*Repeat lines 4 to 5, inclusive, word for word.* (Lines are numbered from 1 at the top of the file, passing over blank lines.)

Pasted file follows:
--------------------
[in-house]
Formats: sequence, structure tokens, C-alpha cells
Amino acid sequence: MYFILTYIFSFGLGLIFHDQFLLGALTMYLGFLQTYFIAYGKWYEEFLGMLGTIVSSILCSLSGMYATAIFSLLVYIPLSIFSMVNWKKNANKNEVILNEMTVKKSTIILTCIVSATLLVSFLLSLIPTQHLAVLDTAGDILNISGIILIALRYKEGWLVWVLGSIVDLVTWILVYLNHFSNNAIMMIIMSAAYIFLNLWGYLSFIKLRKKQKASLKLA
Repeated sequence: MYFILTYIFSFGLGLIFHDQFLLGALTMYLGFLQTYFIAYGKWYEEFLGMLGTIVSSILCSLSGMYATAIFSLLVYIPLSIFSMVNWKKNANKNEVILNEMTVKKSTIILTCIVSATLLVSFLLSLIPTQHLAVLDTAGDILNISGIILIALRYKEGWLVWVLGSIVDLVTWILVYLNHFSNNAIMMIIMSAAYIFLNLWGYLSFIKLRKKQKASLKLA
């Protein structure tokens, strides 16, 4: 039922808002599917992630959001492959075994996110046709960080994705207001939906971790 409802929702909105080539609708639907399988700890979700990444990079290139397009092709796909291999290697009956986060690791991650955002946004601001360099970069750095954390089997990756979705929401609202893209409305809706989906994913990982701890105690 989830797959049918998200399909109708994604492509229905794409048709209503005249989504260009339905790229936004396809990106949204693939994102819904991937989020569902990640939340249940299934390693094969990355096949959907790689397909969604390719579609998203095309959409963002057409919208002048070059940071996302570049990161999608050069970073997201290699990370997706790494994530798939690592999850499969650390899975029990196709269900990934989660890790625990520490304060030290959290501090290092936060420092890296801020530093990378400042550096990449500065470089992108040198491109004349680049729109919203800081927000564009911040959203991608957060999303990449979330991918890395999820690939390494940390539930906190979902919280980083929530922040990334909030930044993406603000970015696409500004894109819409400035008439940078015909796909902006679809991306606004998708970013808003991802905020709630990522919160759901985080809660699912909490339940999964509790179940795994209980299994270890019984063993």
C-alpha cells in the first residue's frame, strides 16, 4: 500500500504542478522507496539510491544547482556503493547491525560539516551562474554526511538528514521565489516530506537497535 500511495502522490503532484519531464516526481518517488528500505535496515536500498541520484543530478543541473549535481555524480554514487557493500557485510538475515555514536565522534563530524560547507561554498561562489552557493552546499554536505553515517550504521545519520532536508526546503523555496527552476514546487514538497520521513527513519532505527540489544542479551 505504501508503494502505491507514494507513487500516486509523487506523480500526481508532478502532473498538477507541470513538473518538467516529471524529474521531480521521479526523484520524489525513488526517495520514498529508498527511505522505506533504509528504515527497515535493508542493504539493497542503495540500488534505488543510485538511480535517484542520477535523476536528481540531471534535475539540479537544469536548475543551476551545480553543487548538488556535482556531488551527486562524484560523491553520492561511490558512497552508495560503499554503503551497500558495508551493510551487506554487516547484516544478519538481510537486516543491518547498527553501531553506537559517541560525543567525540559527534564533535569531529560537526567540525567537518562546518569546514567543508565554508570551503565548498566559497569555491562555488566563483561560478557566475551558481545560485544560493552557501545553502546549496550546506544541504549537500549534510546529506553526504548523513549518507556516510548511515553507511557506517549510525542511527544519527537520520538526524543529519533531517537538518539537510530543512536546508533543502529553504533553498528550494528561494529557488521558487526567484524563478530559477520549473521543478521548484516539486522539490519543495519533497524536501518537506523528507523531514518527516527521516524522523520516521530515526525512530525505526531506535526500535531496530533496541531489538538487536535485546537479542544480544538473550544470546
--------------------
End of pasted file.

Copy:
Repeated sequence: MYFILTYIFSFGLGLIFHDQFLLGALTMYLGFLQTYFIAYGKWYEEFLGMLGTIVSSILCSLSGMYATAIFSLLVYIPLSIFSMVNWKKNANKNEVILNEMTVKKSTIILTCIVSATLLVSFLLSLIPTQHLAVLDTAGDILNISGIILIALRYKEGWLVWVLGSIVDLVTWILVYLNHFSNNAIMMIIMSAAYIFLNLWGYLSFIKLRKKQKASLKLA
């Protein structure tokens, strides 16, 4: 039922808002599917992630959001492959075994996110046709960080994705207001939906971790 409802929702909105080539609708639907399988700890979700990444990079290139397009092709796909291999290697009956986060690791991650955002946004601001360099970069750095954390089997990756979705929401609202893209409305809706989906994913990982701890105690 989830797959049918998200399909109708994604492509229905794409048709209503005249989504260009339905790229936004396809990106949204693939994102819904991937989020569902990640939340249940299934390693094969990355096949959907790689397909969604390719579609998203095309959409963002057409919208002048070059940071996302570049990161999608050069970073997201290699990370997706790494994530798939690592999850499969650390899975029990196709269900990934989660890790625990520490304060030290959290501090290092936060420092890296801020530093990378400042550096990449500065470089992108040198491109004349680049729109919203800081927000564009911040959203991608957060999303990449979330991918890395999820690939390494940390539930906190979902919280980083929530922040990334909030930044993406603000970015696409500004894109819409400035008439940078015909796909902006679809991306606004998708970013808003991802905020709630990522919160759901985080809660699912909490339940999964509790179940795994209980299994270890019984063993």